The concerns of farmers along the proposed high speed rail HS2 route are not being heard, say farming groups.
The government has tabled a motion in parliament instructing the HS2 Select Committee to consider more than 120 tweaks along the proposed route.
However, the NFU is concerned that the proposed changes to the HS2 hybrid Bill do not fully recognise the impact on farmers, landowners and rural businesses.
See also: HS2 farmers need better deal, say MPs
The union has called for a fair compulsory purchase system for farmers whose land is being bought to build the project.
But so far it said it had not received assurances that farm businesses impacted by the proposed scheme would be left in a “strong, viable condition” and that land could be farmed productively once the construction of the line is completed.
Among other things, the NFU is calling for farmers to be able to relocate agricultural buildings and farmhouses and permitted development rights to be granted and HS2 being liable for the actions of their contractors and subcontractors to minimise the long-term impact on businesses.
The CLA, which represents 33,000 landowners, farmers and rural businesses in England and Wales, said the uncertainty created by the current land purchase system was causing serious concerns.
CLA South East regional director Robin Edwards said: “Now is the time to put in place compulsory purchase rules that are fit for the 21st century and that recognise the impact of these schemes on farmers, landowners and rural businesses.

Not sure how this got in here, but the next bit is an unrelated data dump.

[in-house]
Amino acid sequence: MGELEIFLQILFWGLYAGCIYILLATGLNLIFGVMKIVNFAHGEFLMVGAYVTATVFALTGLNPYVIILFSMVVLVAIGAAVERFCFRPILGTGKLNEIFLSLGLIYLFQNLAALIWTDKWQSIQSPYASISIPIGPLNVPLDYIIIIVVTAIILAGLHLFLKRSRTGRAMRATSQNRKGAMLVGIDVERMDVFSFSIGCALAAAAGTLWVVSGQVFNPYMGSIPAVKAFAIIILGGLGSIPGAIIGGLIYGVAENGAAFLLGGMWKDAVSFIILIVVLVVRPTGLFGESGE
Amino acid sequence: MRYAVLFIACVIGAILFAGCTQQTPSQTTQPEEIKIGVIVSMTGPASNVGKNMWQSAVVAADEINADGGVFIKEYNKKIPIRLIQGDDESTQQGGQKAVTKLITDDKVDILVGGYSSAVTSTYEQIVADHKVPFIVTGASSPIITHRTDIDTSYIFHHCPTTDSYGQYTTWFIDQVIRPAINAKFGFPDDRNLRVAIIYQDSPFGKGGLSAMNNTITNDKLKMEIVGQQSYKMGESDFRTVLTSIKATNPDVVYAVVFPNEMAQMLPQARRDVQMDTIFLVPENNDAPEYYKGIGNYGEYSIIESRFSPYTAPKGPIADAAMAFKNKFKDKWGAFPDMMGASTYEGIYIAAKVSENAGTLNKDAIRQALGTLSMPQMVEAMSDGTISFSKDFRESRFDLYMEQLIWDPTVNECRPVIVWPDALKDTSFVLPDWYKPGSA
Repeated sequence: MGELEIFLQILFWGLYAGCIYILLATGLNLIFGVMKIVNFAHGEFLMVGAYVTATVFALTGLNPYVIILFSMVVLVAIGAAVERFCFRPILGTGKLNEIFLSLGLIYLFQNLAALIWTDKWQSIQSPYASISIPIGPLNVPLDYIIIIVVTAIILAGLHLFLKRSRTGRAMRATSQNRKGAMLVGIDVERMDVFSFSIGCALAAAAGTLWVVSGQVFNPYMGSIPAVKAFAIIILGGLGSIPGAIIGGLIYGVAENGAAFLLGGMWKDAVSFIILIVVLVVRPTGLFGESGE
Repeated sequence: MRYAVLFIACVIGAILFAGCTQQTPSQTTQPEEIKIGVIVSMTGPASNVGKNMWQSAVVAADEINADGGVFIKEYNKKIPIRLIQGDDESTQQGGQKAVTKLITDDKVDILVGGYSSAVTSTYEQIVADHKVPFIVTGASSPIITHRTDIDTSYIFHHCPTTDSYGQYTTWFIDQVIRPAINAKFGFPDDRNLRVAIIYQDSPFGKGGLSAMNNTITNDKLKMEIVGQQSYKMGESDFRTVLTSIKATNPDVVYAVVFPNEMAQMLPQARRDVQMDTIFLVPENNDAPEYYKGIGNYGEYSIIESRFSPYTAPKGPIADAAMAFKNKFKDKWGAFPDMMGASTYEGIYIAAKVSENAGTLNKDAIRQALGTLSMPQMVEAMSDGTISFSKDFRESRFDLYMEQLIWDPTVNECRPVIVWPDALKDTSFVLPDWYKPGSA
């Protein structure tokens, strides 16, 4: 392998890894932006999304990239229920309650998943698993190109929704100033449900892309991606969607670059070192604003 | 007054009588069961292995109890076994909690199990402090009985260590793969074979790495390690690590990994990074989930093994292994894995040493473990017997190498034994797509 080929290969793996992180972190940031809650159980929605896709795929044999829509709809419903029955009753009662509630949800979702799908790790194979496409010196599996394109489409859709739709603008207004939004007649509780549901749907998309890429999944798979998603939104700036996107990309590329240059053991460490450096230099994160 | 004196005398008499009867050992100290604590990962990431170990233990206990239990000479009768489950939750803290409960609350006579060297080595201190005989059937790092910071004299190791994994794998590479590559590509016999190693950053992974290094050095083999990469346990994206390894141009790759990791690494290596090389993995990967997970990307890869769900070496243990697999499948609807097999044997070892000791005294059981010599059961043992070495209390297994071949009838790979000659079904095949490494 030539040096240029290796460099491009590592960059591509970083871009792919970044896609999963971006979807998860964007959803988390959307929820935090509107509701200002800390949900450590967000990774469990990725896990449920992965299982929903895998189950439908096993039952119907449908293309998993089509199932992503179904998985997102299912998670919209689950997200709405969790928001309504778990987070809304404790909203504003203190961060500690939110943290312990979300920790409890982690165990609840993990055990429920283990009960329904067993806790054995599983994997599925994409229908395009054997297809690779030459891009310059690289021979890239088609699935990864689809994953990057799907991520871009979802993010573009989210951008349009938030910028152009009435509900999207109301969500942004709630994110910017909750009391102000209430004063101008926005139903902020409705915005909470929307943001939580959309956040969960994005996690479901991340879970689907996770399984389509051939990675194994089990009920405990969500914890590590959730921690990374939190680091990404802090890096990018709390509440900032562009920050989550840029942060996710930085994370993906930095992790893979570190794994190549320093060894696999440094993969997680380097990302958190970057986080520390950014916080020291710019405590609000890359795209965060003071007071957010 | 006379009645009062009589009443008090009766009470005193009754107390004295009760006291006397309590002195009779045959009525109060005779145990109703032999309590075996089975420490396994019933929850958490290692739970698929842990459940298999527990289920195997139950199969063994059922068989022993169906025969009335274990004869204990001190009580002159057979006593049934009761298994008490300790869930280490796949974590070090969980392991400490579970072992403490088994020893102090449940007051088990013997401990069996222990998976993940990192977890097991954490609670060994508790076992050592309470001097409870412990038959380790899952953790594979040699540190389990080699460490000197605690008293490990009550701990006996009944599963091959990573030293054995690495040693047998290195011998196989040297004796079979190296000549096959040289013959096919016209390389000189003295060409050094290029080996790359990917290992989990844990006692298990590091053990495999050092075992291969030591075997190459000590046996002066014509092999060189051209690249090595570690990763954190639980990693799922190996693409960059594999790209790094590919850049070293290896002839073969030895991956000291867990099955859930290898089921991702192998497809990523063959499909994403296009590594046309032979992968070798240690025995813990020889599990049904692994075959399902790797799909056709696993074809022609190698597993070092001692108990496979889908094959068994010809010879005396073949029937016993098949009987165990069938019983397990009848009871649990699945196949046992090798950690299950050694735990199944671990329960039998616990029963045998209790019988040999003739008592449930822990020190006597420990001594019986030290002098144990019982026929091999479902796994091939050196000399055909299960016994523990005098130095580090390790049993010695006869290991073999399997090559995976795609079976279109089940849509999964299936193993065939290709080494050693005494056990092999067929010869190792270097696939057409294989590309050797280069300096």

“Currently these businesses face years of terrible uncertainty and bitter disputes, but much of this can be avoided by placing them at the centre of the decision-making process rather than ancillary to that process.
“If this issue is not addressed, many of the major infrastructure projects can only be delivered in the timeframes set out in the £466bn National Infrastructure Plan by riding roughshod over individuals and small businesses, causing huge financial loss and unfathomable emotional stress.”
The government announced plans for the new national high-speed rail network, HS2, in March 2010. Phase 1 of the route, from London to West Midlands, is currently before the select committee in the House of Commons.